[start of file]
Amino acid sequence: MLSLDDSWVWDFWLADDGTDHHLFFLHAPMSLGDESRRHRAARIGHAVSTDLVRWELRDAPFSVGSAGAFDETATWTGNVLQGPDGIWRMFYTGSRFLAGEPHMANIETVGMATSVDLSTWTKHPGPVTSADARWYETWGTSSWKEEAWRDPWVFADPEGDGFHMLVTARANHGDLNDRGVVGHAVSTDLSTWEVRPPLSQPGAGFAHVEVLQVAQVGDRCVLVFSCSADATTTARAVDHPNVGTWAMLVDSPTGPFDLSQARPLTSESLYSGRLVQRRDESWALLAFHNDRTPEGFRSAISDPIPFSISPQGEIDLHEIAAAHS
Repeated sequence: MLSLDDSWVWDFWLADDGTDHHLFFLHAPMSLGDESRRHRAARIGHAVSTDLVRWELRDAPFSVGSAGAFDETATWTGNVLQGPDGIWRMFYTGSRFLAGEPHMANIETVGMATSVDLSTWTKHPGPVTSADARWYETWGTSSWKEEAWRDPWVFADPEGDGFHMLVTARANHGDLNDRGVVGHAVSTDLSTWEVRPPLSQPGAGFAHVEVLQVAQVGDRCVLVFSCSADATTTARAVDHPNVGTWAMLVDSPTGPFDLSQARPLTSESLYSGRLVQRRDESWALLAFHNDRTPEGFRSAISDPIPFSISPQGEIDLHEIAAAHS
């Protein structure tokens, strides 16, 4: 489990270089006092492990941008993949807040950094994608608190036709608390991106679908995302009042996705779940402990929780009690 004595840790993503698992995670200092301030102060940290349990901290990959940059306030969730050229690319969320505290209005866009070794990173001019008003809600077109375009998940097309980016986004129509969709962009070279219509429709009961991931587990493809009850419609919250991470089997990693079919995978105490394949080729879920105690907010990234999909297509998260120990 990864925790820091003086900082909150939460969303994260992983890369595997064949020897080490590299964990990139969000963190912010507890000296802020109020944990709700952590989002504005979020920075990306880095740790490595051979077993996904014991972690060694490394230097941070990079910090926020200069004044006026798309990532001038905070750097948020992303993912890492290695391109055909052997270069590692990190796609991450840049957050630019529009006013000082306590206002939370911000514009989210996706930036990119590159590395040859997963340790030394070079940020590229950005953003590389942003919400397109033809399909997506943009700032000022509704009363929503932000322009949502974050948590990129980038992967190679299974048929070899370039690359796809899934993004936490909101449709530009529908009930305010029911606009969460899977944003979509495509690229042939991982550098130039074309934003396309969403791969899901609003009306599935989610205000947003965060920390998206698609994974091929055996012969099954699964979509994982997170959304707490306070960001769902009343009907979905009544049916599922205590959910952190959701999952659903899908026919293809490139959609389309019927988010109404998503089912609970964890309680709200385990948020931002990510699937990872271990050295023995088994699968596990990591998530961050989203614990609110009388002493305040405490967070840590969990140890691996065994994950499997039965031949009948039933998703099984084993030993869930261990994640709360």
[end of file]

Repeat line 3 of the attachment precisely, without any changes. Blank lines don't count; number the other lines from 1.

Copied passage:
């Protein structure tokens, strides 16, 4: 489990270089006092492990941008993949807040950094994608608190036709608390991106679908995302009042996705779940402990929780009690 004595840790993503698992995670200092301030102060940290349990901290990959940059306030969730050229690319969320505290209005866009070794990173001019008003809600077109375009998940097309980016986004129509969709962009070279219509429709009961991931587990493809009850419609919250991470089997990693079919995978105490394949080729879920105690907010990234999909297509998260120990 990864925790820091003086900082909150939460969303994260992983890369595997064949020897080490590299964990990139969000963190912010507890000296802020109020944990709700952590989002504005979020920075990306880095740790490595051979077993996904014991972690060694490394230097941070990079910090926020200069004044006026798309990532001038905070750097948020992303993912890492290695391109055909052997270069590692990190796609991450840049957050630019529009006013000082306590206002939370911000514009989210996706930036990119590159590395040859997963340790030394070079940020590229950005953003590389942003919400397109033809399909997506943009700032000022509704009363929503932000322009949502974050948590990129980038992967190679299974048929070899370039690359796809899934993004936490909101449709530009529908009930305010029911606009969460899977944003979509495509690229042939991982550098130039074309934003396309969403791969899901609003009306599935989610205000947003965060920390998206698609994974091929055996012969099954699964979509994982997170959304707490306070960001769902009343009907979905009544049916599922205590959910952190959701999952659903899908026919293809490139959609389309019927988010109404998503089912609970964890309680709200385990948020931002990510699937990872271990050295023995088994699968596990990591998530961050989203614990609110009388002493305040405490967070840590969990140890691996065994994950499997039965031949009948039933998703099984084993030993869930261990994640709360």